As the reviews begin to roll out for B&S Movies’ “Redneck Week” July spotlight, you’ll notice there’s a lot of fun being made at the expense of a rich, colorful culture that exists south of the Mason-Dixie line—not just by the filmmakers, but by the reviewers as well, especially me: the smarmy, he-thinks-he’s-so-funny, R.D Francis. On the surface, it seems this is a celebration of the racial profiling of Southerners.
The concept of hicksploitation (aka rednecksploitation and backwoodsploitation) is insane: Everyone south of the Mason-Dixie are uneducated, inbred moonshine running religious zealots (see the Deliverance-inspired subgenre)—and sometimes cannibals (The Texas Chainsaw Massacre subgenre)—who defy authority and society and strand Yankee motorists for car parts—and other “parts”—with a glee in their eye? All of the Sheriffs are incompetent and corrupt with dumb sons and dumber deputies (see Smokey and the Bandit)? It’s ludicrous.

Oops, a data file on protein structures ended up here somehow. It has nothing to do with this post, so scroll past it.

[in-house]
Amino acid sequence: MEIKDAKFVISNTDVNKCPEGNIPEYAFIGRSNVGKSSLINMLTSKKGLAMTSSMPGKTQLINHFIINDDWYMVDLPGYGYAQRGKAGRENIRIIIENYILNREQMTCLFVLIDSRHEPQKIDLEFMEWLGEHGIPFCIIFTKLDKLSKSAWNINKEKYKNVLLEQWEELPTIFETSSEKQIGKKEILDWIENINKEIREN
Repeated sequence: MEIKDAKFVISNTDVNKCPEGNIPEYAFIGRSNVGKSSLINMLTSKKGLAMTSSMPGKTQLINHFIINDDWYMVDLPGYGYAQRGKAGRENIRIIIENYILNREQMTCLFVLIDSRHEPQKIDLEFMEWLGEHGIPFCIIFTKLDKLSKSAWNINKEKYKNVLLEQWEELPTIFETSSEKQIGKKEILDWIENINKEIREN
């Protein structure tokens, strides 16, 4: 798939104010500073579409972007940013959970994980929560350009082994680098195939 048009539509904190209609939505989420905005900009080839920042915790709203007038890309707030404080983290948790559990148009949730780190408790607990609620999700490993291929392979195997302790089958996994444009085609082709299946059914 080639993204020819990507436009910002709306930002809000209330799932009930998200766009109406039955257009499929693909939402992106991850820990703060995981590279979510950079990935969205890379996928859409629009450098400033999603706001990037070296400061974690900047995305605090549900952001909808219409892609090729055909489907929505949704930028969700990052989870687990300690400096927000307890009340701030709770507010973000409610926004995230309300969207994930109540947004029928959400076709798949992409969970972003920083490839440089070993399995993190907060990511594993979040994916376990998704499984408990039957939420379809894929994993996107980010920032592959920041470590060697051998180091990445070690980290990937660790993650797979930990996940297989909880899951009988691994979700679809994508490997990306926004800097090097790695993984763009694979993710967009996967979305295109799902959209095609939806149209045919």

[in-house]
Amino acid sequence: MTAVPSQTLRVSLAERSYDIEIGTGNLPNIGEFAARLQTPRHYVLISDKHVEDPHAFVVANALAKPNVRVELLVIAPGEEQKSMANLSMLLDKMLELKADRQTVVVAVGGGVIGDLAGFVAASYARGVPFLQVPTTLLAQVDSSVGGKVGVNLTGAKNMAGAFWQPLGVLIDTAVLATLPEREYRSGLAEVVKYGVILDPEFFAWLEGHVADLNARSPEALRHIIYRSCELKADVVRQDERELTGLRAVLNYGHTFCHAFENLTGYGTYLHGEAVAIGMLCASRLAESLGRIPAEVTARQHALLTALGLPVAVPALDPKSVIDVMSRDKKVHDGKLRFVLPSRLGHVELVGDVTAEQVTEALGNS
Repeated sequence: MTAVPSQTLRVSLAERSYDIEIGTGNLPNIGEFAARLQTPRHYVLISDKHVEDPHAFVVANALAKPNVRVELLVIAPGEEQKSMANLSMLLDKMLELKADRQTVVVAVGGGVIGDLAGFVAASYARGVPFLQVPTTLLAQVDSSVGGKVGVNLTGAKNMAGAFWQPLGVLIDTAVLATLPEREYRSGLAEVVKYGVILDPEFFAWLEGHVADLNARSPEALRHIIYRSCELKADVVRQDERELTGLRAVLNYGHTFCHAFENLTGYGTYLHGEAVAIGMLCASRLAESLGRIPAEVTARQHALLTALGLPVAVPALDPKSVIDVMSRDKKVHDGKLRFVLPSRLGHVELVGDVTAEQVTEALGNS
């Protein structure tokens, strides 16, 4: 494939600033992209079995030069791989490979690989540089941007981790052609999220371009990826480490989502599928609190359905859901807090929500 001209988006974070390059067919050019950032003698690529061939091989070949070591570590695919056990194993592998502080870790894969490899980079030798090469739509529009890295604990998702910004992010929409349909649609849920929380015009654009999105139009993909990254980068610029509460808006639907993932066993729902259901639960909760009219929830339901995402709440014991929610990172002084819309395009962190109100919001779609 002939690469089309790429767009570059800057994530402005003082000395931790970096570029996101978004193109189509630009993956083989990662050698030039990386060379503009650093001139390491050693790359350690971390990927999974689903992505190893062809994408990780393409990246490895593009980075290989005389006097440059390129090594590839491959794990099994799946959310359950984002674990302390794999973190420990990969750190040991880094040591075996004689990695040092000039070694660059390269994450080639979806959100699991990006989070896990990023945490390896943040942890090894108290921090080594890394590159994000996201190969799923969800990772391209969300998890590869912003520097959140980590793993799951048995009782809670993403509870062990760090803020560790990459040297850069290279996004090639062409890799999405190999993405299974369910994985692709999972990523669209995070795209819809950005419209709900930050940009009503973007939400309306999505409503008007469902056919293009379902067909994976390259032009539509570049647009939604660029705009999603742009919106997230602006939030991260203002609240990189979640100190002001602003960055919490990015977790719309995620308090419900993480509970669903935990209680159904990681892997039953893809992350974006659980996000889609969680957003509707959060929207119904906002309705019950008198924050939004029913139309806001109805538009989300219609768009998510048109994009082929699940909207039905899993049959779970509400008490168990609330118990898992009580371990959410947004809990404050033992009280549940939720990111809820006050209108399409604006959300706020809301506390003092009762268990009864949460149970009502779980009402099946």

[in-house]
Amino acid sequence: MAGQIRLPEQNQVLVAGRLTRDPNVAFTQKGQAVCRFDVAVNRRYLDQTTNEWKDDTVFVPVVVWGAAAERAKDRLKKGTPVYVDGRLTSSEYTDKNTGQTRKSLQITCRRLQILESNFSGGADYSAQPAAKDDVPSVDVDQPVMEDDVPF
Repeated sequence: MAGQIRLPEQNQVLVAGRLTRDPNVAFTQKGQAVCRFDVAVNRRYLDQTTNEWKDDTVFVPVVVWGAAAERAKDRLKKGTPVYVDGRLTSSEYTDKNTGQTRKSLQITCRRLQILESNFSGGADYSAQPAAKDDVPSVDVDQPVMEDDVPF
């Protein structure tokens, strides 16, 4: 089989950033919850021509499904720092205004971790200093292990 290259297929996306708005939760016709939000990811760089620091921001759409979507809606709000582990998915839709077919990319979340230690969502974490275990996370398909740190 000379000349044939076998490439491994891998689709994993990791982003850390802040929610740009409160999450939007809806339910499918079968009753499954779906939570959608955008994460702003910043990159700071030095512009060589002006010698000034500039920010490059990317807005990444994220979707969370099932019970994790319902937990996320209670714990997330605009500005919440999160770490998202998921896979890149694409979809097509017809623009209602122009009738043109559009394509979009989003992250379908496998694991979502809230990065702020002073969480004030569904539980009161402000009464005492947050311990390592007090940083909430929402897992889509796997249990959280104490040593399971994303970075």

Imagine a film that, for 90 minutes, rolled out one slanderous, stereotype after another on any other racial heritage or culture. It would be offensive. You’d defy the hate. You wouldn’t celebrate the ignorance displayed in those films and there’s not one excuse about your affection for the “video fringe” that would justify the merriment.
The reality for the many of those Southern denizens of the backwoods and deep mountains south of the Mason-Dixie spoofed in the Drive-In exploitation cannons of the ‘70s and ‘80s is a life of poverty and hunger that rivals the worst of third-world countries. It’s worse than any reality you and I live in—flesh or celluloid. As my educated, film-reviewing adult self looks back on my clueless, Drive-In attending and video-renting younger self, I type this humbled and ashamed. I wouldn’t make a joke at the expense of those suffering the realities of third-world poverty or inner-city urban hardships. . . .